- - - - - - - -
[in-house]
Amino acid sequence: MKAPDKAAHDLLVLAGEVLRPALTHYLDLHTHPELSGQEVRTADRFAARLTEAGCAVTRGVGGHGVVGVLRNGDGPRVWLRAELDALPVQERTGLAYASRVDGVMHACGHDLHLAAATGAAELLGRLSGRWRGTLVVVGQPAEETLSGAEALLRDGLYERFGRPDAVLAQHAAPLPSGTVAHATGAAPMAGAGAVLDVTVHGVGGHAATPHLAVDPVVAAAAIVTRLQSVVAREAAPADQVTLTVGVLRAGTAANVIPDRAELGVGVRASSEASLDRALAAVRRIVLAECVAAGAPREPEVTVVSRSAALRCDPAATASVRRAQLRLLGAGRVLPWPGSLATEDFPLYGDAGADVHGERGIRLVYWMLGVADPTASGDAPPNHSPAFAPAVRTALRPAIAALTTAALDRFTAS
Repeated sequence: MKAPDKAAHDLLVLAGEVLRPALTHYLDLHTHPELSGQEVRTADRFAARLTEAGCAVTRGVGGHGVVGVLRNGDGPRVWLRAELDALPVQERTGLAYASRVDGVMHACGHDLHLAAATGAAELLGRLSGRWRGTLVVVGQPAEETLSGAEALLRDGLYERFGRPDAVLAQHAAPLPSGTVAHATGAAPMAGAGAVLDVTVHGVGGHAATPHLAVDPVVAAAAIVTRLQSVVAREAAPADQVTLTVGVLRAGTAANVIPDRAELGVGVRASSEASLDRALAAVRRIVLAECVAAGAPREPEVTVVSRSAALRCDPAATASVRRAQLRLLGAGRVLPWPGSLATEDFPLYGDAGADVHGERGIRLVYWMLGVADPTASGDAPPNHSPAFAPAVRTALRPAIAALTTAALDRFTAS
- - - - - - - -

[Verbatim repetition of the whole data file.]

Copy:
[in-house]
Amino acid sequence: MKAPDKAAHDLLVLAGEVLRPALTHYLDLHTHPELSGQEVRTADRFAARLTEAGCAVTRGVGGHGVVGVLRNGDGPRVWLRAELDALPVQERTGLAYASRVDGVMHACGHDLHLAAATGAAELLGRLSGRWRGTLVVVGQPAEETLSGAEALLRDGLYERFGRPDAVLAQHAAPLPSGTVAHATGAAPMAGAGAVLDVTVHGVGGHAATPHLAVDPVVAAAAIVTRLQSVVAREAAPADQVTLTVGVLRAGTAANVIPDRAELGVGVRASSEASLDRALAAVRRIVLAECVAAGAPREPEVTVVSRSAALRCDPAATASVRRAQLRLLGAGRVLPWPGSLATEDFPLYGDAGADVHGERGIRLVYWMLGVADPTASGDAPPNHSPAFAPAVRTALRPAIAALTTAALDRFTAS
Repeated sequence: MKAPDKAAHDLLVLAGEVLRPALTHYLDLHTHPELSGQEVRTADRFAARLTEAGCAVTRGVGGHGVVGVLRNGDGPRVWLRAELDALPVQERTGLAYASRVDGVMHACGHDLHLAAATGAAELLGRLSGRWRGTLVVVGQPAEETLSGAEALLRDGLYERFGRPDAVLAQHAAPLPSGTVAHATGAAPMAGAGAVLDVTVHGVGGHAATPHLAVDPVVAAAAIVTRLQSVVAREAAPADQVTLTVGVLRAGTAANVIPDRAELGVGVRASSEASLDRALAAVRRIVLAECVAAGAPREPEVTVVSRSAALRCDPAATASVRRAQLRLLGAGRVLPWPGSLATEDFPLYGDAGADVHGERGIRLVYWMLGVADPTASGDAPPNHSPAFAPAVRTALRPAIAALTTAALDRFTAS